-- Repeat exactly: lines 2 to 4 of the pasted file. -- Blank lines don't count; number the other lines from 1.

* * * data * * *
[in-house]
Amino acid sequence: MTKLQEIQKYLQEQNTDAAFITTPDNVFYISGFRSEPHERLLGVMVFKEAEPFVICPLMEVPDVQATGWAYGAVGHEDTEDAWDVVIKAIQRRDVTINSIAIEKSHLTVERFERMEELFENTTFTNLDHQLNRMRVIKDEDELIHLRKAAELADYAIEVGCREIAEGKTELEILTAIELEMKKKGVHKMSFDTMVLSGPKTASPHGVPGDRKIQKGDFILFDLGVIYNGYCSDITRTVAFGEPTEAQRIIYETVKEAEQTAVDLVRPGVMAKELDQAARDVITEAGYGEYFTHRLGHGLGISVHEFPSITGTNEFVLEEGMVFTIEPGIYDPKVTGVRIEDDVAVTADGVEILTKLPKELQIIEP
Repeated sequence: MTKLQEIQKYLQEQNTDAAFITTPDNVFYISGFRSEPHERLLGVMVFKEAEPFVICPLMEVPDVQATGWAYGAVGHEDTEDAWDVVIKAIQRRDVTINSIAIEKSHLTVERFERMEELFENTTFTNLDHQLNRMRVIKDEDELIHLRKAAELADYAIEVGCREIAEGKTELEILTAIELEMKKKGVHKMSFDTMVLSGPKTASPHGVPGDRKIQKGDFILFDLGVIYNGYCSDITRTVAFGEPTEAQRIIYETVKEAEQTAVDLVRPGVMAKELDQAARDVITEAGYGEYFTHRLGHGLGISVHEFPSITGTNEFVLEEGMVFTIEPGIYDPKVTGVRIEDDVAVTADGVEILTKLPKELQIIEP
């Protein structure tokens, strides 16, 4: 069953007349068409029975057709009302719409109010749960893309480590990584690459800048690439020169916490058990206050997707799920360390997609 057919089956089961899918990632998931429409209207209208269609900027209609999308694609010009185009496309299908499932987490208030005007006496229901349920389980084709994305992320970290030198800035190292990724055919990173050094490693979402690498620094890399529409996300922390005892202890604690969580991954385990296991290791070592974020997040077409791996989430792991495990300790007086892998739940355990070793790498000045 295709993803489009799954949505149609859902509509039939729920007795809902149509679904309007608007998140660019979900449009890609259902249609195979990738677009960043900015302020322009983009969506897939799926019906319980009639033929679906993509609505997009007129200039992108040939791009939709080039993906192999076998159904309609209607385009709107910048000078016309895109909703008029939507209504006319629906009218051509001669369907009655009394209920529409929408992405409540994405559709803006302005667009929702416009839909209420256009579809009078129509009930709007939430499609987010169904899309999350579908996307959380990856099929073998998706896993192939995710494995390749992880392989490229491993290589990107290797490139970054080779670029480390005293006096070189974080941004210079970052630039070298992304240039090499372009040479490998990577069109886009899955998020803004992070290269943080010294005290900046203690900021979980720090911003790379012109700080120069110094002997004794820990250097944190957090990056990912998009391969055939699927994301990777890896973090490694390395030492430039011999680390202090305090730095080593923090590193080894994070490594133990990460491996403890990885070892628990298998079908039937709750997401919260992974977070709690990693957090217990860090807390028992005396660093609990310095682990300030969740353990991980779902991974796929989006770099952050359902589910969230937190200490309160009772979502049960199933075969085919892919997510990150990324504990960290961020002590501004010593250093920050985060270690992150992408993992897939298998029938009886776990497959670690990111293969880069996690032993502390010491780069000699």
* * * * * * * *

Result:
Amino acid sequence: MTKLQEIQKYLQEQNTDAAFITTPDNVFYISGFRSEPHERLLGVMVFKEAEPFVICPLMEVPDVQATGWAYGAVGHEDTEDAWDVVIKAIQRRDVTINSIAIEKSHLTVERFERMEELFENTTFTNLDHQLNRMRVIKDEDELIHLRKAAELADYAIEVGCREIAEGKTELEILTAIELEMKKKGVHKMSFDTMVLSGPKTASPHGVPGDRKIQKGDFILFDLGVIYNGYCSDITRTVAFGEPTEAQRIIYETVKEAEQTAVDLVRPGVMAKELDQAARDVITEAGYGEYFTHRLGHGLGISVHEFPSITGTNEFVLEEGMVFTIEPGIYDPKVTGVRIEDDVAVTADGVEILTKLPKELQIIEP
Repeated sequence: MTKLQEIQKYLQEQNTDAAFITTPDNVFYISGFRSEPHERLLGVMVFKEAEPFVICPLMEVPDVQATGWAYGAVGHEDTEDAWDVVIKAIQRRDVTINSIAIEKSHLTVERFERMEELFENTTFTNLDHQLNRMRVIKDEDELIHLRKAAELADYAIEVGCREIAEGKTELEILTAIELEMKKKGVHKMSFDTMVLSGPKTASPHGVPGDRKIQKGDFILFDLGVIYNGYCSDITRTVAFGEPTEAQRIIYETVKEAEQTAVDLVRPGVMAKELDQAARDVITEAGYGEYFTHRLGHGLGISVHEFPSITGTNEFVLEEGMVFTIEPGIYDPKVTGVRIEDDVAVTADGVEILTKLPKELQIIEP
């Protein structure tokens, strides 16, 4: 069953007349068409029975057709009302719409109010749960893309480590990584690459800048690439020169916490058990206050997707799920360390997609 057919089956089961899918990632998931429409209207209208269609900027209609999308694609010009185009496309299908499932987490208030005007006496229901349920389980084709994305992320970290030198800035190292990724055919990173050094490693979402690498620094890399529409996300922390005892202890604690969580991954385990296991290791070592974020997040077409791996989430792991495990300790007086892998739940355990070793790498000045 295709993803489009799954949505149609859902509509039939729920007795809902149509679904309007608007998140660019979900449009890609259902249609195979990738677009960043900015302020322009983009969506897939799926019906319980009639033929679906993509609505997009007129200039992108040939791009939709080039993906192999076998159904309609209607385009709107910048000078016309895109909703008029939507209504006319629906009218051509001669369907009655009394209920529409929408992405409540994405559709803006302005667009929702416009839909209420256009579809009078129509009930709007939430499609987010169904899309999350579908996307959380990856099929073998998706896993192939995710494995390749992880392989490229491993290589990107290797490139970054080779670029480390005293006096070189974080941004210079970052630039070298992304240039090499372009040479490998990577069109886009899955998020803004992070290269943080010294005290900046203690900021979980720090911003790379012109700080120069110094002997004794820990250097944190957090990056990912998009391969055939699927994301990777890896973090490694390395030492430039011999680390202090305090730095080593923090590193080894994070490594133990990460491996403890990885070892628990298998079908039937709750997401919260992974977070709690990693957090217990860090807390028992005396660093609990310095682990300030969740353990991980779902991974796929989006770099952050359902589910969230937190200490309160009772979502049960199933075969085919892919997510990150990324504990960290961020002590501004010593250093920050985060270690992150992408993992897939298998029938009886776990497959670690990111293969880069996690032993502390010491780069000699």